Audiences are becoming more discerning. They may not know what it is or how it was achieved but that incredible sound they heard is what they will remember and what they will talk about and what they’ll want to hear again and again. Creative decisions in theatre productions and concert halls also have more scope in immersive audio.
What has been your favourite project and what is the most important aspect of creating an immersive mix?
If I’m designing a sound field in an installation for an audience in a specific venue I start by thinking backwards. I’ll visualise the finished work audibly and see how close I can get to doing what’s necessary in the audio content production and in the installation fabrication and the physical delivery of the work to achieve what I see in my minds eye.
When I hear sound, I also have a vision of it, often it’s a landscape style picture and often it also has three-dimensional form. If you’re producing a sound field for your audience then the final appraisal of it will be the sum of all your efforts. Go on a site visit if possible; understand the fabrication, size and acoustic of a space; memorise it. This will also help in planning any room treatments.
When mixing in the installation, traditional skills still apply. First take measurements, make drawings, calculations, loudspeaker characteristics, dispersion angles, coverage, frequency response. Use spectrum analysers, sweep generators, impact response, and room equalisers.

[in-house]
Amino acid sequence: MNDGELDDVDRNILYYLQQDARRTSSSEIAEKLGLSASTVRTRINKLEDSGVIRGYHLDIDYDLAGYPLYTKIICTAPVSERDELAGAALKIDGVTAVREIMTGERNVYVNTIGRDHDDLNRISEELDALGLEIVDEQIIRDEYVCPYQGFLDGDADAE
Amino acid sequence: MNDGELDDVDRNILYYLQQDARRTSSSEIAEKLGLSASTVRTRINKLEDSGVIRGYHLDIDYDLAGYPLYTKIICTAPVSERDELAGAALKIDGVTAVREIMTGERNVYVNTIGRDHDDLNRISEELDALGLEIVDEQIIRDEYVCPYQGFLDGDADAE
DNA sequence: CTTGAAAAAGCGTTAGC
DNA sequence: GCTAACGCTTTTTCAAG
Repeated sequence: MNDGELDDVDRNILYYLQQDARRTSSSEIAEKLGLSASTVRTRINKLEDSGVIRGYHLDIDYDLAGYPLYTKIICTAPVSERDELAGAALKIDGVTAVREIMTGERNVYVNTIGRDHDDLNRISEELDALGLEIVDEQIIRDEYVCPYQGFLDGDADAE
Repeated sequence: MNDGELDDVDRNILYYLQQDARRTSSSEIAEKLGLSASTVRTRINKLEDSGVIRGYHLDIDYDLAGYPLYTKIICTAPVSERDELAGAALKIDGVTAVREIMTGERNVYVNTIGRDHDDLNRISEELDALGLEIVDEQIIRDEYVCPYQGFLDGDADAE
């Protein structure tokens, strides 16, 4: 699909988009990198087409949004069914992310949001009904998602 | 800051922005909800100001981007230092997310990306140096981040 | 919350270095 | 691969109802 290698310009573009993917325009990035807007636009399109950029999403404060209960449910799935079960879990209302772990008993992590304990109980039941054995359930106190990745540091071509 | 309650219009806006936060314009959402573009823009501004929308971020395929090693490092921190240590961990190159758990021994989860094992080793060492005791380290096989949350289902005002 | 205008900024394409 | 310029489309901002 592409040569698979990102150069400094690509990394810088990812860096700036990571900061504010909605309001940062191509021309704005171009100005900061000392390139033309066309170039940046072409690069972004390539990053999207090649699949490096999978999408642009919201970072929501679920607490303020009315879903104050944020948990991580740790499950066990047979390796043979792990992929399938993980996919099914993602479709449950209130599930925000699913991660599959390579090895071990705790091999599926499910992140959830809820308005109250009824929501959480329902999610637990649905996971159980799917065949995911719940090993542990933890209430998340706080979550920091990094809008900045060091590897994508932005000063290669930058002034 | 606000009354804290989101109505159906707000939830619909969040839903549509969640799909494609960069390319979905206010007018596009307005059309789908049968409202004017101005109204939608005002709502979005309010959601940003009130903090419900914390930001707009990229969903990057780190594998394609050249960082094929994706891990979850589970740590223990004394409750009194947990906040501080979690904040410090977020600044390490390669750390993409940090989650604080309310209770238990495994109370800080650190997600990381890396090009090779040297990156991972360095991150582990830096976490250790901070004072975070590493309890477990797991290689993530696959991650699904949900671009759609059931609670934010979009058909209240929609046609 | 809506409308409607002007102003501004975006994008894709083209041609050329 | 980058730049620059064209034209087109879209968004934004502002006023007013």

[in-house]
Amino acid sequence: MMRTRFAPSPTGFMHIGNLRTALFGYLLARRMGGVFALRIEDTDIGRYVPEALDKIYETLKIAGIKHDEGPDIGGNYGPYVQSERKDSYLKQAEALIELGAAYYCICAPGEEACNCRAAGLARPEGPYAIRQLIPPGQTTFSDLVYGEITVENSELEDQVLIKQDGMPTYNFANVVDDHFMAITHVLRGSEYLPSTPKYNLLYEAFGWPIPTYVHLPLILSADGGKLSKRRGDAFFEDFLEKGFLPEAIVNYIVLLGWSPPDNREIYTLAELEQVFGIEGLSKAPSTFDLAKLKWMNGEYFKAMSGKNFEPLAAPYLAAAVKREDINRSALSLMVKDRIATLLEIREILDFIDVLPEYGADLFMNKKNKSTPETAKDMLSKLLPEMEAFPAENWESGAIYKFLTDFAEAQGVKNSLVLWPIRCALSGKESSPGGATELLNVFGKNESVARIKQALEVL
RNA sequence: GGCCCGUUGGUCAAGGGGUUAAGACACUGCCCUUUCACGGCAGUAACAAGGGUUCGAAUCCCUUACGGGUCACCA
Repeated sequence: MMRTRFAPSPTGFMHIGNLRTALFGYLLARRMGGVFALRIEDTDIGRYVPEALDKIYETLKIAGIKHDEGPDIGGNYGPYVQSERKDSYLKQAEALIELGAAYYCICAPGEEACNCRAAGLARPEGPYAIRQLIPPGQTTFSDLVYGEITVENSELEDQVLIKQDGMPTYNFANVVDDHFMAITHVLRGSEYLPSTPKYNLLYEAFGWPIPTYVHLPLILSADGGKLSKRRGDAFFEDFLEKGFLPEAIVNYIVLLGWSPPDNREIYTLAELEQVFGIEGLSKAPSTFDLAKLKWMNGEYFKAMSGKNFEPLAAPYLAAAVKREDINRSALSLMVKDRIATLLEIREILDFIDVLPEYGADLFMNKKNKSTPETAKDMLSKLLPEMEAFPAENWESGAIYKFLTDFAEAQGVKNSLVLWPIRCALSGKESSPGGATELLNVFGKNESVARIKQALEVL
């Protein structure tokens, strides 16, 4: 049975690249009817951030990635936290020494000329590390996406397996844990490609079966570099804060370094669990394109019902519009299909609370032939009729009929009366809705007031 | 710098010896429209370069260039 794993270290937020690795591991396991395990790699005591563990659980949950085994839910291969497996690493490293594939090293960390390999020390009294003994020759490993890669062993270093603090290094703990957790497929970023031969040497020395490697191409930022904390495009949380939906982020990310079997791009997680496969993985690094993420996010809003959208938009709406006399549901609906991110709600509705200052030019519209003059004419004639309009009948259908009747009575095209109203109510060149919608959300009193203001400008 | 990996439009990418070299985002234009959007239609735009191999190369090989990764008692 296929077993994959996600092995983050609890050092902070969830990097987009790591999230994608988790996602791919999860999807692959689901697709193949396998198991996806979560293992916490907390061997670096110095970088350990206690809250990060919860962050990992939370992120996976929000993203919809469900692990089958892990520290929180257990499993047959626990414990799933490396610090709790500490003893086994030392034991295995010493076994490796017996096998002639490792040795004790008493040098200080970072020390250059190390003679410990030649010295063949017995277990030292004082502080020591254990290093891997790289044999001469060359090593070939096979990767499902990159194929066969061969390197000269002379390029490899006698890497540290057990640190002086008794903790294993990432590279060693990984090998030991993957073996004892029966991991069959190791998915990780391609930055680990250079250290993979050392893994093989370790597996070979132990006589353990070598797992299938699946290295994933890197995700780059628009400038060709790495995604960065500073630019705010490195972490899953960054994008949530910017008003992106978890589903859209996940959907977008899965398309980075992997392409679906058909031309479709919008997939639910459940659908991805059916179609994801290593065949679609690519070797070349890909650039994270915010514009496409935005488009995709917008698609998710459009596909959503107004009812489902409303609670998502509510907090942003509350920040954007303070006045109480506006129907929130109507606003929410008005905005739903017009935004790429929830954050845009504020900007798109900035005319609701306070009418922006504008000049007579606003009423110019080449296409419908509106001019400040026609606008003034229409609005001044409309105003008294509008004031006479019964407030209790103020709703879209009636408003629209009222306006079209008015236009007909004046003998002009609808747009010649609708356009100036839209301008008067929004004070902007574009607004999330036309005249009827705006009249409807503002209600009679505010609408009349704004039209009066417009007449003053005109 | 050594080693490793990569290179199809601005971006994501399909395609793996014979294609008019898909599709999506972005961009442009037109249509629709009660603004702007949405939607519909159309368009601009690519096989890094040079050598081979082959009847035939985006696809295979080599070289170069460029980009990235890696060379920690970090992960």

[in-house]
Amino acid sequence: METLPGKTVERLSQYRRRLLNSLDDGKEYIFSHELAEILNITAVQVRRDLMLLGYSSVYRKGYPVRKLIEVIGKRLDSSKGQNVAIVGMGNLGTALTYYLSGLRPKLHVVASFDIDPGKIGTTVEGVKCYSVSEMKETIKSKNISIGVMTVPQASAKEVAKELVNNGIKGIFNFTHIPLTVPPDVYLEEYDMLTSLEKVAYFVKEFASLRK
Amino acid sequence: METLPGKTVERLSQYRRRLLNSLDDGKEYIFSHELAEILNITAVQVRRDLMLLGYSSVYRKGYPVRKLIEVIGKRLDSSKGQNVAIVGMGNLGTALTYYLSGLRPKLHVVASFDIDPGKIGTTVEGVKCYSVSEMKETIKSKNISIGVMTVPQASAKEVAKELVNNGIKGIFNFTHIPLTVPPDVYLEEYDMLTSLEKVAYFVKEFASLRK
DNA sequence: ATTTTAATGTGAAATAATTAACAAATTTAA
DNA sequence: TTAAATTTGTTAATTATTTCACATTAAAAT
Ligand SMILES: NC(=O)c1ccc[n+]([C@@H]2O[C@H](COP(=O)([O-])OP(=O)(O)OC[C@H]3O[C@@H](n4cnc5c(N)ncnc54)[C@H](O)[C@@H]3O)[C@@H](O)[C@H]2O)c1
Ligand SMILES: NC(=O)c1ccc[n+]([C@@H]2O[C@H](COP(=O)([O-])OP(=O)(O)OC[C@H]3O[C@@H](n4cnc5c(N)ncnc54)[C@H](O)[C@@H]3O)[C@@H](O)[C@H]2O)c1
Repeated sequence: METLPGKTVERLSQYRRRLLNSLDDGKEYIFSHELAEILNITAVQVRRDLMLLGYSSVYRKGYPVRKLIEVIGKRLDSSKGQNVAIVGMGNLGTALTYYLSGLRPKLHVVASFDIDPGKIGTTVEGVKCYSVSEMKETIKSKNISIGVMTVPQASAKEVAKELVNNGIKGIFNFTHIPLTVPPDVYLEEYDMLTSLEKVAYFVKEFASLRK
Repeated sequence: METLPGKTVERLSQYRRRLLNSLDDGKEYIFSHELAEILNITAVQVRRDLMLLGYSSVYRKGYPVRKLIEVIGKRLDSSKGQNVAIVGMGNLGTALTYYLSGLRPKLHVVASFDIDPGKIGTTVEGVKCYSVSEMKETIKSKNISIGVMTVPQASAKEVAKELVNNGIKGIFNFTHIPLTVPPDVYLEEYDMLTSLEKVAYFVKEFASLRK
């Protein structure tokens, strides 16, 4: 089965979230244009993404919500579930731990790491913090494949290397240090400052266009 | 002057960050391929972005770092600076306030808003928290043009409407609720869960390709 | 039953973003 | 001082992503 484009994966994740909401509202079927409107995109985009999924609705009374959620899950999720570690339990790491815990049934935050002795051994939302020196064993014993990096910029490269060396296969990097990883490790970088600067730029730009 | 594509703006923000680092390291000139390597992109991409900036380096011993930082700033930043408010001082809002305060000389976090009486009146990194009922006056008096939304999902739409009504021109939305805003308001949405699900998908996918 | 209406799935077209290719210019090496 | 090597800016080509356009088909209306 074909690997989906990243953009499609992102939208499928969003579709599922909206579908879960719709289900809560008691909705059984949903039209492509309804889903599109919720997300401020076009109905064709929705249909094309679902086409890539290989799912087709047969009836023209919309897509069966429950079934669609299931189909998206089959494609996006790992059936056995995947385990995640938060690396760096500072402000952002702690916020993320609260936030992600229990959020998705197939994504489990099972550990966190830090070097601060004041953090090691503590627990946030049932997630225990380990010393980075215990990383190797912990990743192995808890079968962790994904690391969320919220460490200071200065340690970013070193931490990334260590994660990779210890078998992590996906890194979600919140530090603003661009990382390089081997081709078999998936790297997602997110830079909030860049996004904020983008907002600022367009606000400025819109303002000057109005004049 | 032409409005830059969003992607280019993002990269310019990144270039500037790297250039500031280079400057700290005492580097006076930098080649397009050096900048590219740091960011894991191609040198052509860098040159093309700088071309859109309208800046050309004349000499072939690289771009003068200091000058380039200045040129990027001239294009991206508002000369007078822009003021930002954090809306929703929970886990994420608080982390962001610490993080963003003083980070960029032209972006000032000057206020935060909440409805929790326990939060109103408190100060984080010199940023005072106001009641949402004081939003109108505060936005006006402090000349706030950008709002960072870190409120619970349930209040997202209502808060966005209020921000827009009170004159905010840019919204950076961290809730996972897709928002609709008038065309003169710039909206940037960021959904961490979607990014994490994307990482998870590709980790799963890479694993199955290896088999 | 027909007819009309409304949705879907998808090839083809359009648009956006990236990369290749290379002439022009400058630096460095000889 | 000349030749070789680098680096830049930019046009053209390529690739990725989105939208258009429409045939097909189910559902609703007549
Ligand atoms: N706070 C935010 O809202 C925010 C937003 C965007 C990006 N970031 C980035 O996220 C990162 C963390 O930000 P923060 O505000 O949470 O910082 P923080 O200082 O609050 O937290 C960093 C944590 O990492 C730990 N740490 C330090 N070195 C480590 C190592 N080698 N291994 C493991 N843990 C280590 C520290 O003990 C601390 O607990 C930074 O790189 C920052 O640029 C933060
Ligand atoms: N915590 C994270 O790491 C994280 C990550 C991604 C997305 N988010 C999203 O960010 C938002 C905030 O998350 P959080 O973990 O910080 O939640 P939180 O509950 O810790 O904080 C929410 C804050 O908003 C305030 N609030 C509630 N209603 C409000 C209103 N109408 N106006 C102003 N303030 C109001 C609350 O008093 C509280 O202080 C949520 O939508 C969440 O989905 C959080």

My favourite project is one which I’m working on right now. Basically it’s a two part AV experience where we’ve created complimentary installations to run both inside a gallery and outside in the grounds, with sound and visual composition from the AVarts team in both installations.
Outside the gallery is a public open space which means anyone can enjoy it and be impacted by the art. Hopefully they will be, and if it doesn’t raise the level of their consciousness and awareness of the space then at least it should raise a smile.
Inside the gallery the work is more personal and challenging which should lead to heightened sensitivity, stimulating a reaction to both the audio and visual program content we’ve created. I can virtually guarantee that no one will have ever seen or heard anything like this in their lives before so it should be both provocative and entertaining.I’d love to be a fly on the wall in any of my installation designs; this one should be interesting and I’m looking forward to seeing and hearing the feedback.